Changes to the legislative schedule announced
The leaders of the four legislative caucuses announced changes to the legislative schedule in response to the COVID-19 pandemic at a press conference today. The four caucus leaders: House Speaker Melissa Hortman, DFL-Brooklyn Park; House Minority Leader Kurt Daudt, R-Crown; Senate Majority Leader Paul Gazelka; R-Nisswa; and Senate Minority Leader Susan Kent, DFL-Woodbury, issued the following joint statement.
“Over the next few weeks, the Minnesota Legislature will continue to work, but by alternative means. We expect to operate efficiently and safely to aid Minnesotans with COVID-19 preparedness and response, and to continue our work to address other pressing needs of the state. While it’s important that we remain in session to swiftly respond to the needs of Minnesotans at this time, we will fully comply with Minnesota Department of Health (MDH) guidelines including social distancing, limiting large gatherings, telework, and increased cleaning measures.”
“The Legislative bodies and committees will meet in floor and committee session on an on-call basis from March 16 through April 14. This means there will not be standing floor and committee meetings, but we will meet on the House and Senate floors and in committees with advance notice to members and to the public. All meetings will be held in spaces that allow six feet of distance between individuals. We will implement telework arrangements for legislative employees where it is possible to do so. We encourage Minnesotans to continue to reach out to their legislators by email, telephone and mail during this period while we are operating via alternate means. We intend to take up legislation on the House and Senate floors during this time period only by agreement of the House DFL, House GOP, Senate DFL and Senate GOP caucus leaders.”
“We are working together to ensure the safety of our members, our staff, and the public at this time.”
Specifically related to the House and Senate higher education committee meetings that were scheduled for this week, committee staff has said that all higher education hearings are cancelled until further notice.
At today’s press conference legislative leaders said that there will be limited access to the Capitol in the short-term, while they determine what needs to get done. They emphasized that this is not a recess, and they are still working, but the work will be determined by space. This includes things like members on the House floor. Speaker Hortman said only half the members will be allowed on the House floor at a time so that there is adequate space for social distancing. When voting on a bill, members will take turns entering the chamber and will indicate their vote with a thumbs up or thumbs down.
The three buckets legislative leaders said where their focus will be includes COVID-19 legislation, mission critical legislation that includes a bonding bill, and any bi-partisan agreement.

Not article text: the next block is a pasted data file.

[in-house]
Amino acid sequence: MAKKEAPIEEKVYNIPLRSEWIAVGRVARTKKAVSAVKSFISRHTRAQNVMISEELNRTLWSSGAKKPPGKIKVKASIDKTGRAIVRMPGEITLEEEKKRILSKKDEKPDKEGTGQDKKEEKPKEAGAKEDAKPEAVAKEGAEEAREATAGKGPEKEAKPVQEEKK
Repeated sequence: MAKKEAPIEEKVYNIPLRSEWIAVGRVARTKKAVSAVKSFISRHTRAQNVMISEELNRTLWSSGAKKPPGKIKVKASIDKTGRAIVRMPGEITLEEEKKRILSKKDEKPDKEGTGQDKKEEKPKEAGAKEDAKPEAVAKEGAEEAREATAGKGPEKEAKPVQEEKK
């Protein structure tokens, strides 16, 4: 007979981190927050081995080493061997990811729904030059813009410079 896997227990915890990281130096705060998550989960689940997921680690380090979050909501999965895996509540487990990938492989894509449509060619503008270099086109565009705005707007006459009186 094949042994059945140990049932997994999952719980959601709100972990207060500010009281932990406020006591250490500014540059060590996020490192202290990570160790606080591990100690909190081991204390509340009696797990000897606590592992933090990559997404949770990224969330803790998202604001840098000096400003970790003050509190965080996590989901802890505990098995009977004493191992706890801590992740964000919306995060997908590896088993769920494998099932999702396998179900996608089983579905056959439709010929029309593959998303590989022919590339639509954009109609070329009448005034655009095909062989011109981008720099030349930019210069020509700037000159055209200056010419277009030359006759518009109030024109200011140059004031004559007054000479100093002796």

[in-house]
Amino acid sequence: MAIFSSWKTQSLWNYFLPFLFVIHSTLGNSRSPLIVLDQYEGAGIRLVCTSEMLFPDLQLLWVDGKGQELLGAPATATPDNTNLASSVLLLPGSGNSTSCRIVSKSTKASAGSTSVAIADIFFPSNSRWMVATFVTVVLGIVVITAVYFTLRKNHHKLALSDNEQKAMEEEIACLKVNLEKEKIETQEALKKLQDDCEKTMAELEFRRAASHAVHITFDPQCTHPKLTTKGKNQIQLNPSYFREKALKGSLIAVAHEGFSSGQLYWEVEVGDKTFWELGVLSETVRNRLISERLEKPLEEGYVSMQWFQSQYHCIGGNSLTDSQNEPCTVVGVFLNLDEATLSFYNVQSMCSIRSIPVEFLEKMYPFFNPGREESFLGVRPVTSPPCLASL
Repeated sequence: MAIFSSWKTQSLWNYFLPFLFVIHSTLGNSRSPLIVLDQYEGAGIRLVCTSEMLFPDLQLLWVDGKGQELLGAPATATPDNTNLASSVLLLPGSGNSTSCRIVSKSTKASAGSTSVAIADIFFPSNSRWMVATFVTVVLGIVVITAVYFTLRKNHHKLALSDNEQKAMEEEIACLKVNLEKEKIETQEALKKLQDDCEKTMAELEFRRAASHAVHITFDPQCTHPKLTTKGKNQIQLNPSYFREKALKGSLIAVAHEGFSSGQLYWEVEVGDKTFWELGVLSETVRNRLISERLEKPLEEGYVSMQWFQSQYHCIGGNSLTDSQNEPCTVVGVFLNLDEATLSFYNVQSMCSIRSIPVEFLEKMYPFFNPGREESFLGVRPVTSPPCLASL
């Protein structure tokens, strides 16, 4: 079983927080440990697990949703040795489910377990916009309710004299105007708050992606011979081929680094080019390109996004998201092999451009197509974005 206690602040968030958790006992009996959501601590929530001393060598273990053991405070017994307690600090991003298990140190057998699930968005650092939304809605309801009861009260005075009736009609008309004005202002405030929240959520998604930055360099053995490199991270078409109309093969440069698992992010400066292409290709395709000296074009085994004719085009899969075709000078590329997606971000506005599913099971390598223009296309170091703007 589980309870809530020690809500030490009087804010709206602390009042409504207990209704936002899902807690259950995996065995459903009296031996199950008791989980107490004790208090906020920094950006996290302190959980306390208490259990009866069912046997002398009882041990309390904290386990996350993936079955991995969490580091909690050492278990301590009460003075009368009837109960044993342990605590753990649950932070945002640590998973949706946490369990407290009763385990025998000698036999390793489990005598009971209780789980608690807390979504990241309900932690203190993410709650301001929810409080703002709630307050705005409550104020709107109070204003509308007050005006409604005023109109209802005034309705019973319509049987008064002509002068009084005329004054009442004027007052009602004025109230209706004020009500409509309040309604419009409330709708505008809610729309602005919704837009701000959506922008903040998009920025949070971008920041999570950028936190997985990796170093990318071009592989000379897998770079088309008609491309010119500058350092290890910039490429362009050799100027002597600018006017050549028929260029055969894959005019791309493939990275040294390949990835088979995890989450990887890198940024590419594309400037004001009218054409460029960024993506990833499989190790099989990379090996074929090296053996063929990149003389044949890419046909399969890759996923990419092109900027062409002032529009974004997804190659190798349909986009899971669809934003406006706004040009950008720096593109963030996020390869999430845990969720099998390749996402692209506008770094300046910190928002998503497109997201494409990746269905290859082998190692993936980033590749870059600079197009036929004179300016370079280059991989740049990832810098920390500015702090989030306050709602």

The latest news comes after many busy days of announcements about state action to deal with the health crisis. On Friday, Gov. Tim Walz issued an executive order declaring a peacetime emergency and urged the House and Senate to quickly put together a response package to the COVID-19 pandemic. Another executive order was issued Sunday authorizing a March 18-27 shutdown of K-12 schools so school officials can make long-term plans for the “continuity of education and essential services.” House and Senate leaders anticipate voting on a bill later today to fund hospital needs responding to the COVID-19 pandemic.
Student Loan Interest Waived
On Friday, President Trump announced new measures aimed at easing the burden of student loans. “I’ve waived interest on all student loans held by federal government agencies, and that will be until further notice,” Trump said. According to the Department of Education under the policy, any borrower with a federal loan, including those in income-driven repayment and in forbearance, will have interest waived until the temporary policy ends. The department does not know exactly how long the policy would be in effect. The interest will be waived automatically, the spokesperson said, and the policy will be put into effect this week, retroactive back to Friday.
Economic Relief Package
On Saturday morning, the House of Representatives overwhelmingly (363-40) passed an economic relief bill for COVID-19, dedicating tens of billions of dollars for paid sick leave, unemployment insurance, free testing and other measures to help Americans impacted by the crisis. The legislation also provides free food for children whose schools are closed, as well as additional initiatives to make sure seniors and food banks receive assistance. Higher education was not specifically mentioned in the bill. The moratorium on student loan payments, which was discussed, was not included in the final bill. The measure is expected to be passed in the Senate this week and signed by President Trump.